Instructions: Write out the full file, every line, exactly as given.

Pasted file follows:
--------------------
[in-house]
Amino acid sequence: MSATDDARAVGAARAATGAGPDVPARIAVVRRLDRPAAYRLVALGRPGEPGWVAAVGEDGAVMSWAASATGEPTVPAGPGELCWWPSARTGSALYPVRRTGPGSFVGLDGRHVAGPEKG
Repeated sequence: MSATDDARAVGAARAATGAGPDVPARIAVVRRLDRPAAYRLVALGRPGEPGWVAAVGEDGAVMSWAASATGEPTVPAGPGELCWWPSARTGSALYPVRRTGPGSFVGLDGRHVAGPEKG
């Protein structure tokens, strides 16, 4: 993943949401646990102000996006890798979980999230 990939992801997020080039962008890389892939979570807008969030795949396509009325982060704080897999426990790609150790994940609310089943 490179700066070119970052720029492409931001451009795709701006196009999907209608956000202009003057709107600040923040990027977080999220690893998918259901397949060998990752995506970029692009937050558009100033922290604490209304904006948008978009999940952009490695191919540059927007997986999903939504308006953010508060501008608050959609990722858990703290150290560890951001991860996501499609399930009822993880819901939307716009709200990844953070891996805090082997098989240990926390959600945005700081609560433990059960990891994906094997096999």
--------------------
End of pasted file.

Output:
[in-house]
Amino acid sequence: MSATDDARAVGAARAATGAGPDVPARIAVVRRLDRPAAYRLVALGRPGEPGWVAAVGEDGAVMSWAASATGEPTVPAGPGELCWWPSARTGSALYPVRRTGPGSFVGLDGRHVAGPEKG
Repeated sequence: MSATDDARAVGAARAATGAGPDVPARIAVVRRLDRPAAYRLVALGRPGEPGWVAAVGEDGAVMSWAASATGEPTVPAGPGELCWWPSARTGSALYPVRRTGPGSFVGLDGRHVAGPEKG
């Protein structure tokens, strides 16, 4: 993943949401646990102000996006890798979980999230 990939992801997020080039962008890389892939979570807008969030795949396509009325982060704080897999426990790609150790994940609310089943 490179700066070119970052720029492409931001451009795709701006196009999907209608956000202009003057709107600040923040990027977080999220690893998918259901397949060998990752995506970029692009937050558009100033922290604490209304904006948008978009999940952009490695191919540059927007997986999903939504308006953010508060501008608050959609990722858990703290150290560890951001991860996501499609399930009822993880819901939307716009709200990844953070891996805090082997098989240990926390959600945005700081609560433990059960990891994906094997096999």